MORNING VIEW: Broader markets mixed; gold at record levels, base metals higher too
Gold is setting fresh record highs with prices having been as high as $1,943.70 per oz this morning, Monday July 27, while the base metals on the London Metal Exchange were up by an average of 0.8%.
Hopes and fears are driving the markets, with the hope of further United States stimulus underpinning equites and industrial metals, while concerns about the US-China diplomatic relations and how the ongoing spread of Covid-19 could hit demand again are driving gold prices.
- Asian-Pacific equities were mixed as were major western pre-market equity futures indices this morning.
- There are many cross currents for the markets to contend with, so expect increased volatility.
Three-month base metals prices on the LME were up across the board this morning, led by a 1.2% gain in tin ($17,840 per tonne), while the rest were up between 0.5% and 0.9%, with copper up by 0.6% at $6,441 per tonne.
The most-traded base metals contracts on the Shanghai Futures Exchange were for the most part firmer, the exception was copper where the September contract was down by 0.3% at 51,640 yuan ($7,358) per tonne, while the rest were up by an average of 1.4%.
Spot gold prices were up by 1.8% at $1,935.34 per oz this morning, compared with Friday’s close at $1,901.35. The previous record high was $1,921.13 per oz that was seen in 2011.
Silver ($24.19 per oz) was up by 6.4%, platinum ($949.50 per oz) was up by 4% and palladium ($2,244.70 per oz) was up by 1.8%, compared with Friday’s closes. The gold/silver ratio has fallen to 1:80, this compared to 1:93 at the start of last week.
The yield on US 10-year treasuries was at 0.57% this morning - this is unchanged from where it was at a similar time on Friday and is the lowest it has been for a while and highlights some underlying stress and haven demand.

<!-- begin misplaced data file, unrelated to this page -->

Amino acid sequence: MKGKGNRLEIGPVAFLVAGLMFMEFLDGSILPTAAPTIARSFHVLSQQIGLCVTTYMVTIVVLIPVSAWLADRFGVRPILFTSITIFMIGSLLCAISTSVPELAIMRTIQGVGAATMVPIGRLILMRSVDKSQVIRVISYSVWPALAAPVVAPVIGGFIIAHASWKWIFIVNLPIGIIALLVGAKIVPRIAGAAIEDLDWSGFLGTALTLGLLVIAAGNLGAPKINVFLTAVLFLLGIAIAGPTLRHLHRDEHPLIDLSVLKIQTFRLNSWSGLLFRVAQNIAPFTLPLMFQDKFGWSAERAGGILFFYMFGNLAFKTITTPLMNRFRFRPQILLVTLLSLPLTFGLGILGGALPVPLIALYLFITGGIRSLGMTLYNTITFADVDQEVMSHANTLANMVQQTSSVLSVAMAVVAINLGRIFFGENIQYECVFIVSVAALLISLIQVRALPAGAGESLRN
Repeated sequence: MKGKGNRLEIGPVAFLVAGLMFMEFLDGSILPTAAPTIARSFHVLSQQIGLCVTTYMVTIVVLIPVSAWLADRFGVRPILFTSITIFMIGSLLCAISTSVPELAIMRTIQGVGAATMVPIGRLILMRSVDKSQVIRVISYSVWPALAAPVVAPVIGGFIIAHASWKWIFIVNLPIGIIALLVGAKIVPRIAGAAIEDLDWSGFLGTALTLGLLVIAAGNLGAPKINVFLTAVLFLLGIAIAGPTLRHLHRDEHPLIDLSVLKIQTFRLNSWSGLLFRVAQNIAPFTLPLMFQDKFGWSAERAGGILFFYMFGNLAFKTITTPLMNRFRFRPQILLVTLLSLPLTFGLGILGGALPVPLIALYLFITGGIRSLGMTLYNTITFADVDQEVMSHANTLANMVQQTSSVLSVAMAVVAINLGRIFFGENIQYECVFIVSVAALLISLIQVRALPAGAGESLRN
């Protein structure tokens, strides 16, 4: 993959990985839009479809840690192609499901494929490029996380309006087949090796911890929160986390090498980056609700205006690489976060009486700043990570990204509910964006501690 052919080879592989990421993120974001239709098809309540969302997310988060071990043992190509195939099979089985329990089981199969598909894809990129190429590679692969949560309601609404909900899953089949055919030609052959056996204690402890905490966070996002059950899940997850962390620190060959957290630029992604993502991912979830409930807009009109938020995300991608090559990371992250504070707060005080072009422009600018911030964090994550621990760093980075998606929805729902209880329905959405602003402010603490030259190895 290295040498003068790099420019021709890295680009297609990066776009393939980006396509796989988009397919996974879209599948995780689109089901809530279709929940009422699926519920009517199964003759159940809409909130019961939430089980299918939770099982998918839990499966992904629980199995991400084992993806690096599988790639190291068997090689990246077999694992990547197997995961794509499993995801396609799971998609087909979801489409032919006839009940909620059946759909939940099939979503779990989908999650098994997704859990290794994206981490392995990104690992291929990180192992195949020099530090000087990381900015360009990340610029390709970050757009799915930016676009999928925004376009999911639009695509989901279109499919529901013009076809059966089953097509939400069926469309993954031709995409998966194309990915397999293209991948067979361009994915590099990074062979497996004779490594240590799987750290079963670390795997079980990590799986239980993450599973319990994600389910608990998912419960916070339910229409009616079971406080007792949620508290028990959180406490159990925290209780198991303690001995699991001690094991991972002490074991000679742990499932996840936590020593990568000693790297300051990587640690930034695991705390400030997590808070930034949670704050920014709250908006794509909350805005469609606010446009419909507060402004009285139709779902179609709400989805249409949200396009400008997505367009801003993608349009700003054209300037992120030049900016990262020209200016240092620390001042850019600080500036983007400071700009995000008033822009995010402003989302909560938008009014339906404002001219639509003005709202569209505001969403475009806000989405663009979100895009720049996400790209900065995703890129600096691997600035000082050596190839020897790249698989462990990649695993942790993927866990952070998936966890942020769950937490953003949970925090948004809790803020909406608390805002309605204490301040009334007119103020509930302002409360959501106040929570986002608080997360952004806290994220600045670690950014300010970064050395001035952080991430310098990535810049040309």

Asian-Pacific equities were mixed this morning: the Hang Seng (-0.13%), the CSI 300 (+0.51%), the Nikkei (-0.16%), the ASX 200 (+0.34%) and the Kospi (+0.79%).
The US dollar index is trending lower and was recently quoted at 93.94, compared with 94.66 at a similar time on Friday, and it is the lowest it has been since September 2018.
All the main currencies are firmer on the dollar weakness, with the euro (1.1711) leading the way, followed by the yen (105.48), sterling (1.2822) and the Australian dollar (0.7139).
Economic data already out on Monday showed Japan’s all industries activity fell by 3.5% in May, compared with April, while the Bank of Japan’s core consumer price index climbed by 0.1%.
Later there is data on European Union M3 money supply, private loans, German Ifo business climate and a Bundesbank monthly report. In the US, there is data on durable goods orders that are expected to have climbed by 7% in June, after a 15.7% rebound in May, following the sharp falls in March and April.
Today’s key themes and views
The weaker tone / consolidation in the base metals that started to be seen toward the end of last week is on hold today while the markets are buoyed by prospects for further stimulus in the US and as China seem to be a keen importer of metals. The weaker dollar also no doubt helping to underpin demand.
Overall, we have expected dips to be supported because of production disruptions, potential for stockpiling, promises of infrastructure spending and as institutional investors have access to cheap financing so may be looking for long-term buy and hold opportunities, but at the same time the market is vulnerable to bouts of profit-taking should broader markets undergo corrections, which does seem to be a risk, which the run-up in gold and other havens highlight.
As we said on Friday, gold seems to be adjusting for different financial times ahead, where interest rates remain low for a long time, where there is increased risk due to the uncertainty that comes with the pandemic and the unknown consequences of pumping so much money and debt into the global financial system. The price may not be immune to profit-taking sell-offs along the way should other markets correct, but overall we expect gold’s repositioning to mean higher prices.